But even now – as one of the top seeds on the biggest stage of them all, she finds herself humbled by Australia’s growing allegiance for their affectionately known ‘Tillies’.

Williams was selected for her first World Cup in 2007 when she was 19 years old. The youngster didn’t play in China but did get a start at Germany 2011.

By the time Canada 2015 rolled around, Williams was fully fledged – and as the first-string goalkeeper, her safe hands guided the Matildas to the quarterfinals.

Now, at her fourth World Cup, Williams reflected on the changes the team has undergone – how they view themselves, how they are viewed by the world and the effects of their newfound persona, both on and off the pitch.

Lydia Williams stretches during a training session in Hangzhou during the 2007 World Cup in China.

“In the past, we haven’t really had a lot of pressure on us, we’ve mostly been seen as an underdog team and that’s what we’ve been used to performing as,” the 31-year-old said.

She hinted that the Matildas controversial 3-2 loss to Italy could be partially attributed to the pressure of not playing where they’re most comfortable – as the underdog.

“The game against Italy could have been that [not coming in as underdogs] but in saying that, Aussies know how to bounce back. This team knows how to bounce back and we did that in the second game," Williams said.

“Right now, we’re in a really good headspace and we understand what’s needed to perform. We put those games behind us, we can’t focus on the past – we focus on the present.”

Shedding their ‘little Aussie battler’ title for a more suitable ‘one to beat’ has undoubtedly come with an increase in coverage, interest and opinion and the 2015 edition of the World Cup was where Williams really noticed a change.

“It was in Canada that we made the Round of 16 and beat Brazil - and we really noticed a big influx of Aussie journalists coming over. Since then, up until the Tournament of Nations we’ve noticed a lot of interest in the team, especially here in France, it’s been amazing,” she said.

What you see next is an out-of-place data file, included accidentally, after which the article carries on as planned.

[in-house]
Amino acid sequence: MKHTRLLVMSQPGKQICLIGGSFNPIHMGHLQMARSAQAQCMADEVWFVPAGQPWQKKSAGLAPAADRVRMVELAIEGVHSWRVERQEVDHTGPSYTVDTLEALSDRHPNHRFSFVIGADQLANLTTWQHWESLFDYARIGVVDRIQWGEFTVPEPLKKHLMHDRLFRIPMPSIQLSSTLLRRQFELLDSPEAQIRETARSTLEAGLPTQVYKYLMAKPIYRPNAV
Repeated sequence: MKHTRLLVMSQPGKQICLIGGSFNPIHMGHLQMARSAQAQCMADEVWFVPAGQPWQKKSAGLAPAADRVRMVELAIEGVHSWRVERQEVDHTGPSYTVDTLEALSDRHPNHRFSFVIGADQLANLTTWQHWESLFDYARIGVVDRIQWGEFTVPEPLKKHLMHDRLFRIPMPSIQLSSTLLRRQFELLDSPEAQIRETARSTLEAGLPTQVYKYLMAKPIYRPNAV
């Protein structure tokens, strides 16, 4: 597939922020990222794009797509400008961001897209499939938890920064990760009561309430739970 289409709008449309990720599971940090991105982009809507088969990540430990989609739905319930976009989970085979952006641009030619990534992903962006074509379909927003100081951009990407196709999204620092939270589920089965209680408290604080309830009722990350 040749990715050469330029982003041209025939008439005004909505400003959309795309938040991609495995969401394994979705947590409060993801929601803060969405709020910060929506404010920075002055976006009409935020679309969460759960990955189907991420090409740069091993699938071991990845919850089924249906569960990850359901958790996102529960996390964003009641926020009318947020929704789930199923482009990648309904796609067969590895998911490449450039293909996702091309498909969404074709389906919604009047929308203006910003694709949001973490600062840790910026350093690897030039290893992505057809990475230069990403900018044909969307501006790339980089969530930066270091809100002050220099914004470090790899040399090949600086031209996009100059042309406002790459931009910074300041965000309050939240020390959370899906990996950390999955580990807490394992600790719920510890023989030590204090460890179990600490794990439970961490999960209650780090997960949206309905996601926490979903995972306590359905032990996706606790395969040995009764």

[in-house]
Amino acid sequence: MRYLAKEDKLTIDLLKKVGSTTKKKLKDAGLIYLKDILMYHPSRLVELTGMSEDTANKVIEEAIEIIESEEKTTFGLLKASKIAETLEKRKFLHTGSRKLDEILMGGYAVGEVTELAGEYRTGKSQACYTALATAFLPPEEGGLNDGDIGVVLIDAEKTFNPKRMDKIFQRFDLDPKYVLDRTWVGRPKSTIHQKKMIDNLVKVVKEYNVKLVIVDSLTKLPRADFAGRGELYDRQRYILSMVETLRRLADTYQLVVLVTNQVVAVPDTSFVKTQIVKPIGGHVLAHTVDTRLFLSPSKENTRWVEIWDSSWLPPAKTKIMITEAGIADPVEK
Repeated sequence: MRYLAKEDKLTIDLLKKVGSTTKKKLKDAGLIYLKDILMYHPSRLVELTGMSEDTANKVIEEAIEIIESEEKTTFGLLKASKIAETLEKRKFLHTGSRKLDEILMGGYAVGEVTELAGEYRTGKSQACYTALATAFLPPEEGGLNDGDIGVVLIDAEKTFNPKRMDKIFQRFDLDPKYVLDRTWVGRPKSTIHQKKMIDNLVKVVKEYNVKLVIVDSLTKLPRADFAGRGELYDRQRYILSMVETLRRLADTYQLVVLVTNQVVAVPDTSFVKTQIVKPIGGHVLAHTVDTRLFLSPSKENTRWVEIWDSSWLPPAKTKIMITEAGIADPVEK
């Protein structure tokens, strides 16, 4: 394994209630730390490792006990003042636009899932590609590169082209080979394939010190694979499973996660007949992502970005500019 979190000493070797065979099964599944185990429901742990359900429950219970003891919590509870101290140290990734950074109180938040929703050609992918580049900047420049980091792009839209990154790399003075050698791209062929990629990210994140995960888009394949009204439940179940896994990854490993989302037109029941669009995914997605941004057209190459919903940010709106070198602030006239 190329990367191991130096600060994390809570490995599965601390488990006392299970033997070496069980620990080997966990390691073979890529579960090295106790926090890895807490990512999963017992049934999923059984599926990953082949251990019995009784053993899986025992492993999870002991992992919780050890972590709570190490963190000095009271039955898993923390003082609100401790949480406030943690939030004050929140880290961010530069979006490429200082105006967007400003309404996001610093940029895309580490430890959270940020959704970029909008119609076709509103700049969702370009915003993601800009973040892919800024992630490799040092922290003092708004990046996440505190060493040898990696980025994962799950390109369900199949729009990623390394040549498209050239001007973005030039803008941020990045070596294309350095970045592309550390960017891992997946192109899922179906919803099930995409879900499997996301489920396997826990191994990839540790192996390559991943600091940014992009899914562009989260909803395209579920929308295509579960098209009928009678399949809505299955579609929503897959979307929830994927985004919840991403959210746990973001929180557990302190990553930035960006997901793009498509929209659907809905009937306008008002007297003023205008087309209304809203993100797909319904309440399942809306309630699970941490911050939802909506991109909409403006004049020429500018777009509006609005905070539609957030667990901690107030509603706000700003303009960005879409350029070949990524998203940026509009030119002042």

“People are getting behind us and coming out to speak about the World Cup. I think it shows the leaps and bounds that have been made in women’s football.”

Williams observations aren’t without justification, according to FIFA, this year’s World Cup has had double the amount of accredited journalists covering the competition, compared to 2015.

“You can see how it’s progressed, there are a lot more supporters, media and journalists,” she said.

“These days you see young kids out on the streets wearing jerseys of all the different players and it’s not just men’s jerseys anymore. They’ve got a female footballer's last name on their back and to think there’s been that kind of progress and that much more interest over 12 years, is just incredible.”

For Williams, one of the biggest highlights has been witnessing the growth of the Matildas fan base, not only those who tune in at home or come down to watch local games but those who are willing to travel across the world to support their team.

Williams recalled looking up and seeing a sea of green and gold at Stade de la Mosson when the Matildas took on Brazil last week, defeating the Canarinhas 3-2.

“I just think it’s amazing. Normally back home we get family and friends, maybe the Green and Gold Army – but especially in Montpellier we had a whole extra section of Aussies and we thought, ‘Where did they come from?!’ so it’s nice to see not just the people we know, but new fans that are getting on the bandwagon.”